There have been many artistic achievements that have had a substantial role in shaping outlooks and tastes for cultures and generations for 1000s of years. Of all the different kinds of productions the Greeks have established, the tragedy is the most extraordinary of their spiritual contributions. Everything from style, intellect, appearance of stage, costume, and people have all been the main influences of drama and theatre over the past twenty-five hundred years. The earliest of Greek theatres dates back to not long before 300 B.C.. The theatre itself was a large open-air structure consisting of three parts. Its original and central element was a level circle; some ninety feet in diameter called the orchestra (which means dancing place) where the chorus performed.
Outside one arc of the circle was a low rectangular building called skene or tent, the actors usually made there entrances and exits through and in it they changed their costumes and masks; eventually its front was decorated with simple paintings- whence the word scenery. Rising from the circle of the orchestra was an auditorium of many tiers of stone seats, in sections divided by transverse passages. (Greek Drama, 11).
The audience area was rocky and irregular and not much is known about how much seating was constructed (the surviving stone dates from not long before 300B.C.).
An audience number of 14,000 has become canonical; but it might have been possible to cram something more like 20,000. There is some evidence of actors putting up temporary wooden stages. A few permanent theatres, outside attica, go back to the 5th century, most notably Syracuse and Corinth, and during the next century more and more cities built one (Taplin, 18).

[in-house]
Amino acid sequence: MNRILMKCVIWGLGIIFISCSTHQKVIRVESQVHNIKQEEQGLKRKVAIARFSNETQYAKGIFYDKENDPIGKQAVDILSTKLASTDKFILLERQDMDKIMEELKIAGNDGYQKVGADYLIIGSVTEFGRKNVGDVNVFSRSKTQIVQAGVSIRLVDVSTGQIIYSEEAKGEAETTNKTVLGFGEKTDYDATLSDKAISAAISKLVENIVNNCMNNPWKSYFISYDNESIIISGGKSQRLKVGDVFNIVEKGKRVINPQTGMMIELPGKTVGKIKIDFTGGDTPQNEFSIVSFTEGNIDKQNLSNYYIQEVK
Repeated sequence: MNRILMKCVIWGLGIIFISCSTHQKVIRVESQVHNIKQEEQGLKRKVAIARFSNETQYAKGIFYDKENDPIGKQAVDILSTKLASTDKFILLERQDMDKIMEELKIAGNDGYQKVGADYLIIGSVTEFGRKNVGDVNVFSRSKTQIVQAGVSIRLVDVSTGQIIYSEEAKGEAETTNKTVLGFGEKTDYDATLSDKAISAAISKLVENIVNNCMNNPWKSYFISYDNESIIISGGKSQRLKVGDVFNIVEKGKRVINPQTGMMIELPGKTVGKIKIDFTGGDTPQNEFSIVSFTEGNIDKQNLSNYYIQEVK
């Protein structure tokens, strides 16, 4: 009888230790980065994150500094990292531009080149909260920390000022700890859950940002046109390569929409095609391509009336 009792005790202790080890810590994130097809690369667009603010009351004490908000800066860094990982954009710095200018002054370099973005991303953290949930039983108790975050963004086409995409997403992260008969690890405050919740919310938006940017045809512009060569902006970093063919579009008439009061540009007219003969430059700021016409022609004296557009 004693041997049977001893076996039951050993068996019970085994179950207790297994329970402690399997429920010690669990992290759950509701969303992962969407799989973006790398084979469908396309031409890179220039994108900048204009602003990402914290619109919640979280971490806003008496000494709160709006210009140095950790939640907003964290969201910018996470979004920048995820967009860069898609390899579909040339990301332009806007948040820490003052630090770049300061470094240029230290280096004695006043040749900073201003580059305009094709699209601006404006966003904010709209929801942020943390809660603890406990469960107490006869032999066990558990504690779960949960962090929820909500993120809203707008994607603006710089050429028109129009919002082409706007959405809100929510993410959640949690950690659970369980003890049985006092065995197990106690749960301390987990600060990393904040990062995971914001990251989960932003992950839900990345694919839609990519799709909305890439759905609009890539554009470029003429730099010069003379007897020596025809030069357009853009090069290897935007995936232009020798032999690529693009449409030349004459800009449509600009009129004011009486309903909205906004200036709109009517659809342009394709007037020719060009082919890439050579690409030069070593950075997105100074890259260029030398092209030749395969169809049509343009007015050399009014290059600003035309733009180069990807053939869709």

... we are always conscious of a concrete visual actuality. Ancient Greek theatre architecture is more then just something to look at. It ... or they could have had its own theme. In the Greek theatres, the orchestra and the paradoi separated the theatron and the ... dominate one, being the closest to the Dionysian Cult. The circle was to have had supernatural powers (Bangham 1). At the ...
In Greek theatre it was well known for their style in costuming. There costumes were splendid, they would wear role-markers, such as sceptres, garlands, oriental trousers, or mourning black, the standard outfit for there the main characters was elaborately ornamented. During the performances actors would wear masks to portray different characters or enabled him to become a different person, even a god. Whether these masks were derived from primeval cults of Dionysus, or were invented for the theatre, the players, actors and chorus alike, in tragedy and satyr play and comedy, all wore whole-headed masks, probably made with stiffened linen. Each role had a different mask, but not necessarily a different actor. At first there was allegedly only one actor, but by the time of the earliest surviving tragedy there are two, and before the death of Aeschylus, three. The number stuck at three (for comedy also), sharing all the parts between them (Taplin, 17).
The musicians and the chorus were also finely dressed.